Discover more from Bald Faced Truth by John Canzano
Canzano: Oregon's biggest win of Dan Lanning era sparks collective cheer
Josh Conerly Jr. spurns USC for Ducks.
Dan Lanning has enjoyed some nice off-field victories since he was hired by the Oregon Ducks. But getting a commitment from Josh Conerly Jr. is easily Lanning’s biggest win yet.
The five-star offensive tackle picked Oregon on Friday. In doing so, Conerly Jr. spurned USC and hometown Washington and skipped out on Michigan, Oklahoma and Miami, too. Hurricanes’ coach Mario Cristobal won’t be happy about any of this.
The Ducks are thrilled.
Conerly is 6-foot-5 and 283 pounds and attends Seattle’s Rainier Beach High. He ranks as the best high school player in the state and is the No. 1 offensive tackle in the nation. Lanning already had a commitment from the state of Washington’s No. 2 high school lineman (Puyallup High School four-star recruit Dave Iuli) but getting Conerly is a next-level win for the Ducks.
One that I’m certain doesn’t happen without an assist from the Division Street collective. The entity was founded last year to assist Oregon student athletes in monetizing their name/image/likeness (NIL). A group of UO super boosters provided the seed money and business connections. The group includes Nike co-founder Phil Knight, insurance-czar Pat Kilkenny, beverage-king Ed Maletis, lumber-lord Jim Morse and the Papé Family.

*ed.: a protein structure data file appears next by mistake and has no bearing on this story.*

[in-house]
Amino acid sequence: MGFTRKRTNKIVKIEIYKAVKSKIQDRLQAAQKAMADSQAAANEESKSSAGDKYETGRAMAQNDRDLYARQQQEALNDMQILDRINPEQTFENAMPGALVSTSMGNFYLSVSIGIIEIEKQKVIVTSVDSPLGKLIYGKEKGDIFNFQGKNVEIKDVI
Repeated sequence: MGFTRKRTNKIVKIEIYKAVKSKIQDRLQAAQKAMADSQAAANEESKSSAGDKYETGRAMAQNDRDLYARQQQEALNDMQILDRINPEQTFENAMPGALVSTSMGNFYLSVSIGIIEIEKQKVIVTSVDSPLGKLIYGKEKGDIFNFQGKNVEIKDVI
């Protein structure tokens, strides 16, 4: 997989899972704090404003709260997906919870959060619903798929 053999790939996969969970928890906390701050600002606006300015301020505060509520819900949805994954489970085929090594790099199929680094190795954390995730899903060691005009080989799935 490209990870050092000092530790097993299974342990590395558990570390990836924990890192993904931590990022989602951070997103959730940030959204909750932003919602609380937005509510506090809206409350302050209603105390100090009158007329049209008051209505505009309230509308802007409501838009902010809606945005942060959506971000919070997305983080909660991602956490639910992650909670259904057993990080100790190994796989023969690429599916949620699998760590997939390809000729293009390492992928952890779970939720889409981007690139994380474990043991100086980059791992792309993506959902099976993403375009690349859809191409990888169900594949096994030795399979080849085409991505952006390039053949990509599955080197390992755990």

What did it cost to land Conerly?
That’s the question being asked across the Pac-12 footprint today. One insider told me that Conerly Jr. was influenced by the six-figure deals that Kayvon Thibodeaux enjoyed during his college tour in Eugene. Another conference source wondered if the hulking lineman might be the Pac-12’s first seven-figure endorser.
I left a message with Division Street, Inc. The collective is run by Rosemary St. Clair, former VP and GM of Nike Women. Ex-Nike VP of Sports Marketing, Rudy Chapa, is the Chairman of the Board. The UO boosters involved will tell you that they have no oversight and prefer it that way.
Speaking of — isn't the murky, unregulated feeling of the NIL world exactly what fuels everyone’s discomfort?
Athletic directors across the country are lamenting how woeful and inadequate the NCAA looks in this new world. The governing body of college athletics has asked some questions about policies and procedures at a few universities (including Oregon) but isn’t at all positioned to regulate the landscape. What we have in that void is a free-for-all dominated by those who have the means and motivation.
Said one prominent Pac-12 booster: “The NCAA had a chance to get ahead of the oncoming mess. No leadership.”
Greg Biggins is the national recruiting analyst for 247Sports. He’s been tuned into the recruiting world for years and is one of the best around. On Saturday, as everyone absorbed Oregon’s big win, I asked Biggins how collectives such as Division Street, Inc. have changed what top recruits value.
“It used to be relationship with staff, early playing time and depth chart, winning program, culture, stability of staff,” Biggins said. “Those still matter but NIL is now right near top.”